My montage (I’ll take the liberty of calling it that) will be dominated by pictures of you, lover, and I’m not too proud of it. I wrote you poetry the other day, monsoon is the weather of nostalgia, I believe. Has to be something to be in the air that I’m breathing, or the concrete that supports my weight, calling me down to it with each step.
The kid is now spinning in circles, giggling. The wind is tangled up in his shirt like the Christmas lights on my window sill. A juxtaposition of innocence and acrimony, maybe that’s what we are. The cello’s given way to Beck’s voice again and my, oh my, we’re dancing like madmen in my head, tangled up. My wounds are a beautiful deep red, lining my branches. Dust settles on my legs, my bones are iron now. The crow’s long gone, that beautiful bird. You were (are) beautiful until you decided to disappear, but I lied. You were always worth the wait, lover. Always will be.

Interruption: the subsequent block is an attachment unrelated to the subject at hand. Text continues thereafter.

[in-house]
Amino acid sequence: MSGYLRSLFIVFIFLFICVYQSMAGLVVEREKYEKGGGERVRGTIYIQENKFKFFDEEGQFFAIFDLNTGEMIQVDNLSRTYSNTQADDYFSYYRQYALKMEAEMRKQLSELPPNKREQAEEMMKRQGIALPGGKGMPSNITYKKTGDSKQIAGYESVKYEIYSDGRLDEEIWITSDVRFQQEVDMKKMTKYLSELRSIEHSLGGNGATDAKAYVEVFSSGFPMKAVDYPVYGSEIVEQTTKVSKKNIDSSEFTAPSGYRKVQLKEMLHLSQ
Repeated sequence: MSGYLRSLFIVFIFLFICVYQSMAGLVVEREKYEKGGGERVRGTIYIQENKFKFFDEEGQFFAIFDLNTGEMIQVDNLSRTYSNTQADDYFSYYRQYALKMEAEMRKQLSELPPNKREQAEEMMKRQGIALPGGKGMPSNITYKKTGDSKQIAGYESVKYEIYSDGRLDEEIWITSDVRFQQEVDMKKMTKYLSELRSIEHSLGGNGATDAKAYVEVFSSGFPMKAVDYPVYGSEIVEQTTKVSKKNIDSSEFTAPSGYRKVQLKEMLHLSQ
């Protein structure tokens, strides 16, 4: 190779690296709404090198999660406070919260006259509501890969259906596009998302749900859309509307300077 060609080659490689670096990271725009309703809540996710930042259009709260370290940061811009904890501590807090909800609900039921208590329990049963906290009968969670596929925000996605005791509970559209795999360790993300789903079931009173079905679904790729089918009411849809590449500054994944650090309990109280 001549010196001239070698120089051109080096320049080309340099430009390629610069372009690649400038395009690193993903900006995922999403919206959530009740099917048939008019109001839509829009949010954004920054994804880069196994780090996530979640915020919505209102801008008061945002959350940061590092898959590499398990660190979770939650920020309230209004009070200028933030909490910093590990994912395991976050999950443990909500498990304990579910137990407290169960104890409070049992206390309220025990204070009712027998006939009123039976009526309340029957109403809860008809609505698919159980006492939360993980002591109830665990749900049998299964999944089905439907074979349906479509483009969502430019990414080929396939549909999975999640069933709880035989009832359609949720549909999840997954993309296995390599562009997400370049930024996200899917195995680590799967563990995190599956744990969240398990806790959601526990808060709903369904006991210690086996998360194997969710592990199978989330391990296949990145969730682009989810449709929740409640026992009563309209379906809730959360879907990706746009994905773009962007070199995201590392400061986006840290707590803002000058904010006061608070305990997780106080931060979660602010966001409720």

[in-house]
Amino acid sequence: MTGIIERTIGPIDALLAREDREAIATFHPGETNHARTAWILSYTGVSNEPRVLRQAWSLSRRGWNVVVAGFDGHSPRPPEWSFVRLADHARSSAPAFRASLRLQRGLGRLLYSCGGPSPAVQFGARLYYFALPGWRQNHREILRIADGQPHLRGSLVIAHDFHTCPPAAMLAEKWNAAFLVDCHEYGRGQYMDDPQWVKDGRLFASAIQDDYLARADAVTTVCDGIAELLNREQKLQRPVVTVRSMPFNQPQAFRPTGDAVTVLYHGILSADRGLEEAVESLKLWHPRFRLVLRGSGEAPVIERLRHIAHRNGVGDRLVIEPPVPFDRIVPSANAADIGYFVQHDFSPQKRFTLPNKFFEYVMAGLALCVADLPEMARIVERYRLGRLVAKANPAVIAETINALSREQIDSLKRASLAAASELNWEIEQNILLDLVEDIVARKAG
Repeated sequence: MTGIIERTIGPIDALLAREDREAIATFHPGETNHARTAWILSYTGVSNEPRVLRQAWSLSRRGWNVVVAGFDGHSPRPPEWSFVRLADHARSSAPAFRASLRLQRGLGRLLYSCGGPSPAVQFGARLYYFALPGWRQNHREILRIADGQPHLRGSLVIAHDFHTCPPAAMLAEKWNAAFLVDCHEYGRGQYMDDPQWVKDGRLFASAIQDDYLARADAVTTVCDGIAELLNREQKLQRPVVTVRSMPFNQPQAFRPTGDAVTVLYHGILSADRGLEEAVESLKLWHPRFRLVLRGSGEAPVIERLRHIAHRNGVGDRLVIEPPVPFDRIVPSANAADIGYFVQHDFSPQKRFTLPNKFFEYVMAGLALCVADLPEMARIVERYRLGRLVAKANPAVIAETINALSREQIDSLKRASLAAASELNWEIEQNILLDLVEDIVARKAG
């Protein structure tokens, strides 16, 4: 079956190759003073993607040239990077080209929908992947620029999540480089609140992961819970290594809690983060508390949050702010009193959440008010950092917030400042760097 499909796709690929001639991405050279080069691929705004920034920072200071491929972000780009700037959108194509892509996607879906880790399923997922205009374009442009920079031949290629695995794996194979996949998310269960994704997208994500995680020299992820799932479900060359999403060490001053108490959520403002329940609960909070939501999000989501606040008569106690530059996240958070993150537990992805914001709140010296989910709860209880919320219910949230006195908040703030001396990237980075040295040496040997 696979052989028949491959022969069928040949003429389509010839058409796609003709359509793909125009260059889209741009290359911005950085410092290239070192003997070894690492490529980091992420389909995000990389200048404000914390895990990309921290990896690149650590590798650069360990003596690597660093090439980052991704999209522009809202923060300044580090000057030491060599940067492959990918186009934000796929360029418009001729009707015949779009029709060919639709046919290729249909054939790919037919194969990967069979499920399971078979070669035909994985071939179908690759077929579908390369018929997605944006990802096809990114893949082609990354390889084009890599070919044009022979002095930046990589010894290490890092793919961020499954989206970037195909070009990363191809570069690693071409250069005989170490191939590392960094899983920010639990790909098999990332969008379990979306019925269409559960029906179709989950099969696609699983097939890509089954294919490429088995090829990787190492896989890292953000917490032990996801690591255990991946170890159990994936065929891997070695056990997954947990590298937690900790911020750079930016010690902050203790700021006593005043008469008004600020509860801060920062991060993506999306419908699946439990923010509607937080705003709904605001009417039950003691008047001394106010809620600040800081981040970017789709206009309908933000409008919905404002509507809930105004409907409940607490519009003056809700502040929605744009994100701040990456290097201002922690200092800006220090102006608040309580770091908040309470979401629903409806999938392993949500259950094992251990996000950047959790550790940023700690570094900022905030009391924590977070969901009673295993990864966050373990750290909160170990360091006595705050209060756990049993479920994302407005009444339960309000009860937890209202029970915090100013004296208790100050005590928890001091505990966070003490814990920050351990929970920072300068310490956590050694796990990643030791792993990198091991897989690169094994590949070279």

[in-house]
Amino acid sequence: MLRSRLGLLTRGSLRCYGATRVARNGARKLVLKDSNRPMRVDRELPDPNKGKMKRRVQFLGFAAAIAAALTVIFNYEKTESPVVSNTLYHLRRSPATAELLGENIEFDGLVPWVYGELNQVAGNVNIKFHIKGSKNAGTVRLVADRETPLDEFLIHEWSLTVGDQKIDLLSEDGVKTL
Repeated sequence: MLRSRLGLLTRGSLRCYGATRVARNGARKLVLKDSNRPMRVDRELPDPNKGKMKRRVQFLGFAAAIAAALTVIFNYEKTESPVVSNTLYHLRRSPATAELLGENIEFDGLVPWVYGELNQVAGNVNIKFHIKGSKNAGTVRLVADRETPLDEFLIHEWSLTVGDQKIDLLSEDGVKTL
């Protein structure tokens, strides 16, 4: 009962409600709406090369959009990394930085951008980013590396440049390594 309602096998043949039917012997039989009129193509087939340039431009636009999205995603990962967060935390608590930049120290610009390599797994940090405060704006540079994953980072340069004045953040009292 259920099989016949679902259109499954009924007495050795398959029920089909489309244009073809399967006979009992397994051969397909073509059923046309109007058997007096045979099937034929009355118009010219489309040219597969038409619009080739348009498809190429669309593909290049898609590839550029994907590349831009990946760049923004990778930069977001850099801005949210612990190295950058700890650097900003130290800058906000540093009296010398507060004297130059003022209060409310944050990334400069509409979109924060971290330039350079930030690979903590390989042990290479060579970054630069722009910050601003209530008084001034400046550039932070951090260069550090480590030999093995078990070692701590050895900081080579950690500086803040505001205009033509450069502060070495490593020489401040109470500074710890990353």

On days like these I lose my mind, what a wonderful state to be in. Nostalgic (I am a creature of the past), and ablaze, silent and dirty, pensive and alive, and healing.
The sky is a clear white, and I am healing.

on sleep

Night 1

I’ve been yawning uncontrollably for the past two hours, and my eyelids are heavy. Textbook symptoms of being sleepy. I should sleep.

Then again, what’s the fun in doing what you’re supposed to?

Night 2